The acronym stands for (Phillip) Wachsmann, (Roger) Turner, (Pat) Thomas and (Alexander) Frangenheim. A previous release by this quartet — Gateway ’97, same label — came out after 16 years from the original performance. Berlin Kinesis took much less to see the light, having been recorded in 2014. In the liners, a somewhat cynical list of catastrophic historic events (peculiarly inaugurated by the Clinton/Lewinsky affair, whereas 2004’s Indian Ocean tsunami — approximately 230,000 victims, everybody — is forgotten) becomes a pretext to get proud about the project’s persistence as opposed to the progressive worsening of our civilization’s conditions. In all honesty, I find these words more disrespectful than encouraging.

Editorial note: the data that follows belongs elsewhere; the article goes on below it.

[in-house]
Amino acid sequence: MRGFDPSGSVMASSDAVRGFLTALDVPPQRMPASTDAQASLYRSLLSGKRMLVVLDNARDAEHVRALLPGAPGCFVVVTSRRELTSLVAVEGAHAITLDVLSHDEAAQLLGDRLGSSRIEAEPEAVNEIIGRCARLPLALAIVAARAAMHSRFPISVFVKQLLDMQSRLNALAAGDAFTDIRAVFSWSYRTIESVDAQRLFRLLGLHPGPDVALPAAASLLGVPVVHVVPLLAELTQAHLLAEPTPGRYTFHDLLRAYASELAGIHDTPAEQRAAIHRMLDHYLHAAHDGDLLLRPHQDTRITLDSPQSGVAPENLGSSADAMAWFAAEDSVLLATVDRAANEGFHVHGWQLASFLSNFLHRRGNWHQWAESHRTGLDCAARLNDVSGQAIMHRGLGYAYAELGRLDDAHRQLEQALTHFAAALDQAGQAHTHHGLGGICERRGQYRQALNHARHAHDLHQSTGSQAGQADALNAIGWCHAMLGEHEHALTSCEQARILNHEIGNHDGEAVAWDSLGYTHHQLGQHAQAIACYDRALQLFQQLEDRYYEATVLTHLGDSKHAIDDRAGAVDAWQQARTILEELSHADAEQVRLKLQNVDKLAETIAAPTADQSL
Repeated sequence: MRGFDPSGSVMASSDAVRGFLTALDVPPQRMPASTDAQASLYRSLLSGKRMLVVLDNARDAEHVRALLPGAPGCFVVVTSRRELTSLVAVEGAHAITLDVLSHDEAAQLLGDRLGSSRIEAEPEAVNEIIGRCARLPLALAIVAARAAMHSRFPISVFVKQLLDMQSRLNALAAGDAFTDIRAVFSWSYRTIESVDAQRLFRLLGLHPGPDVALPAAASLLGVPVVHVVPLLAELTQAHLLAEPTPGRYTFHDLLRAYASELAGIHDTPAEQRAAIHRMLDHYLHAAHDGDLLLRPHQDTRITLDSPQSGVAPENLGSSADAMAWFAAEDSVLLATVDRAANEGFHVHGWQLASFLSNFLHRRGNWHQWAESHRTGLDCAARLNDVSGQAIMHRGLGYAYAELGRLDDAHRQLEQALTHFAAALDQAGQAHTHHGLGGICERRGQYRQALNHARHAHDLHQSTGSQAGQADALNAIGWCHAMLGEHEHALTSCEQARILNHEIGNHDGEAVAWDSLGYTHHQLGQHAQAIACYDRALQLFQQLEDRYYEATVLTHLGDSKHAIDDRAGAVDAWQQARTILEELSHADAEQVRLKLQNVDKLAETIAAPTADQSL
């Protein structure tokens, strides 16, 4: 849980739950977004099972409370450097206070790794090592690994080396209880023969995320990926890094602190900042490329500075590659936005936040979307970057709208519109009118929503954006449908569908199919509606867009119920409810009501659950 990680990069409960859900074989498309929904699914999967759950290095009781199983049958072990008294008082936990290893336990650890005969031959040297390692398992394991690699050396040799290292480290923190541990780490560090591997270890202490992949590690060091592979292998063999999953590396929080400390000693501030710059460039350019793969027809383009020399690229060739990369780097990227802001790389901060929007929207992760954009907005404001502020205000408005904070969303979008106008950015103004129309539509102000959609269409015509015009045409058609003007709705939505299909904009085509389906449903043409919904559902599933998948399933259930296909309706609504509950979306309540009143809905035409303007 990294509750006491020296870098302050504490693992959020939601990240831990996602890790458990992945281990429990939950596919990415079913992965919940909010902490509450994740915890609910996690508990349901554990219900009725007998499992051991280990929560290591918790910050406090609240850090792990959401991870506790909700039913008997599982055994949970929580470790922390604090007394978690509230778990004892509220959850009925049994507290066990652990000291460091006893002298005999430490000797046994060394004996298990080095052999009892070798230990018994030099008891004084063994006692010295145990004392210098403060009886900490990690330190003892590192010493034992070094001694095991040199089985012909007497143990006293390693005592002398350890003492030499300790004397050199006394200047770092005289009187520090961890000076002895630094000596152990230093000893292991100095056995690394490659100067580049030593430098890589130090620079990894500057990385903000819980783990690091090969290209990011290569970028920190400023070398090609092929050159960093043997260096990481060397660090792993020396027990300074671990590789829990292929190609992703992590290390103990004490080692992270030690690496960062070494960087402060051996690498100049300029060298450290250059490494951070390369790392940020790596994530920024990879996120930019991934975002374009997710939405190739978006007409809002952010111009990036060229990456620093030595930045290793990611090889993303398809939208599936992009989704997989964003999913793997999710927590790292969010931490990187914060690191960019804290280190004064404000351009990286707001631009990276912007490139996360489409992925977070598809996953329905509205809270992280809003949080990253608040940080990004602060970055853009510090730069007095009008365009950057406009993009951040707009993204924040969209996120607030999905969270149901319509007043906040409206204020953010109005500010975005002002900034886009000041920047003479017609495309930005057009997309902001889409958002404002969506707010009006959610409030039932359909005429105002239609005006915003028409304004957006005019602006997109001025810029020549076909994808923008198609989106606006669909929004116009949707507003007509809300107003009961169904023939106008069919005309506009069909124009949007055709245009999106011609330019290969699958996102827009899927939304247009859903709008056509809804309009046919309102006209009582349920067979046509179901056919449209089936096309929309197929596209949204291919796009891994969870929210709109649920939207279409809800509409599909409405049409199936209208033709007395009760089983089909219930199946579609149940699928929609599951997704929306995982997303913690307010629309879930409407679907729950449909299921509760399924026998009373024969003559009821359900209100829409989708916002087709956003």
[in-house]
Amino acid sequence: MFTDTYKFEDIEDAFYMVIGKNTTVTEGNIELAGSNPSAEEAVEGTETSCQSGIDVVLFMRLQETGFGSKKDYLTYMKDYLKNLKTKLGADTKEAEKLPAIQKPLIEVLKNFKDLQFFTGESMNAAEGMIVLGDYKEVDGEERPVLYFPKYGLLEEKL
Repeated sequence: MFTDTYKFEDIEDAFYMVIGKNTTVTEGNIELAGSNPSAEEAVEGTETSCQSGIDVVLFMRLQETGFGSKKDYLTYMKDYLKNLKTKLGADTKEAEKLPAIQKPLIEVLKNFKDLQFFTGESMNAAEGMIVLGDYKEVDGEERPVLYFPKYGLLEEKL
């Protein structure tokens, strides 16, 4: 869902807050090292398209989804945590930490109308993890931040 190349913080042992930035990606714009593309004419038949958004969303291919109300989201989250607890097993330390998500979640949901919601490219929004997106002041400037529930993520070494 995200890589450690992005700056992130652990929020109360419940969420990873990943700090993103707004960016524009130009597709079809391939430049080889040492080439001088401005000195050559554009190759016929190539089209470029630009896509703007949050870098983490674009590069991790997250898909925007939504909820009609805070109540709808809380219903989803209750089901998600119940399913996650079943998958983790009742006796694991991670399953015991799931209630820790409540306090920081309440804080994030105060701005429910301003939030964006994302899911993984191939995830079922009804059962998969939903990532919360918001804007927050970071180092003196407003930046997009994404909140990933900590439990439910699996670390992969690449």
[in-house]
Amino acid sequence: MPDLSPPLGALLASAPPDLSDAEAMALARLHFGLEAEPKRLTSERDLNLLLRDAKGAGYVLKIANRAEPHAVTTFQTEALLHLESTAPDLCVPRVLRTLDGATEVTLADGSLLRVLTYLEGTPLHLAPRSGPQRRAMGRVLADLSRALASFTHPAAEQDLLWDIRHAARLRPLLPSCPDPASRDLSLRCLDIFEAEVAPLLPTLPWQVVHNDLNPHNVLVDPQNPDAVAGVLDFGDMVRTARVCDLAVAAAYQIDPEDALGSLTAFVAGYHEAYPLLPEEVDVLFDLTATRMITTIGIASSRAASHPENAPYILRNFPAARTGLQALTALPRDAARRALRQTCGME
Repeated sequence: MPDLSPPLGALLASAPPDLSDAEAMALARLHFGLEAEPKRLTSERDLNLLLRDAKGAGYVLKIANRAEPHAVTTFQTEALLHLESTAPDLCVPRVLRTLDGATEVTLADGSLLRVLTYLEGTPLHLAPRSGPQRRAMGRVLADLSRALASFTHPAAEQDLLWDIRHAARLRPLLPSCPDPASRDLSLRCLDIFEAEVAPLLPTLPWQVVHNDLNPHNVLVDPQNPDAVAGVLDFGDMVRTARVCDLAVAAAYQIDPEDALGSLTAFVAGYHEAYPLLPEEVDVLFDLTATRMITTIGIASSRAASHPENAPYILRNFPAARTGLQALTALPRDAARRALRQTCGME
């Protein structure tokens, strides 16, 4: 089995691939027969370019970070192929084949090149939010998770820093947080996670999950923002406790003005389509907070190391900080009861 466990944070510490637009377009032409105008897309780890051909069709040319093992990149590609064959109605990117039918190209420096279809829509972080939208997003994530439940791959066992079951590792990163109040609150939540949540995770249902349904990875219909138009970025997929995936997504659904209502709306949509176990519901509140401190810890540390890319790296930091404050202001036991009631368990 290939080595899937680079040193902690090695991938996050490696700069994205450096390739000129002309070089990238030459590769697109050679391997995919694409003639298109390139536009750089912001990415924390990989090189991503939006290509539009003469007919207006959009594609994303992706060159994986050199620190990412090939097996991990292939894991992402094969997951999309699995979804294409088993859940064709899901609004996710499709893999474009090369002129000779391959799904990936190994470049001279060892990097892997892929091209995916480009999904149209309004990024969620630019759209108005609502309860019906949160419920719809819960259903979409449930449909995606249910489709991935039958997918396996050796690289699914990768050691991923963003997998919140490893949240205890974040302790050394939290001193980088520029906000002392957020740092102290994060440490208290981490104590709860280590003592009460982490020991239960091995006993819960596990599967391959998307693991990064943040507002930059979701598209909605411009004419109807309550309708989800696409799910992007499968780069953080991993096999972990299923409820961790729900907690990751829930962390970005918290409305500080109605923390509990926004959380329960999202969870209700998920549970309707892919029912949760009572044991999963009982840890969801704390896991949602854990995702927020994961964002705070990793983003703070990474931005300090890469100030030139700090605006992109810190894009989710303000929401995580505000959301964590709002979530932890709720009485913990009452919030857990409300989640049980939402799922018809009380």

At any rate, we’re here to analyze the music. And this music does indeed possess staying power despite its rather impenetrable architecture. WTTF plough difficult grounds across a profusion of improvisational synergies; throughout eight tracks they captivate, befuddle and exasperate, but never leave the listener indifferent. The ensemble’s level of acoustic pliability — the primary sources being violin, percussion, piano and double bass — is increased by the use of electronic processing. Consequently, the spikiness of many of the sounds finds its raison d’etre inside sequences of morphing cells, misshapen identities and rippling harmonics. A few quiet segments are also featured, but even in those instances a measure of subdued activity can be detected in the remote background. Individual constituents are always visible, sometimes waving their hands to be noticed amidst the extreme impulsiveness of the whole. Still, beyond the borders of timbral distinction what’s really worth noting is the collective management of the unforeseen, resulting in bazillions of dynamic mutations — from minutiae edginess to massive clangor — not weakened by the viruses of vulgarity.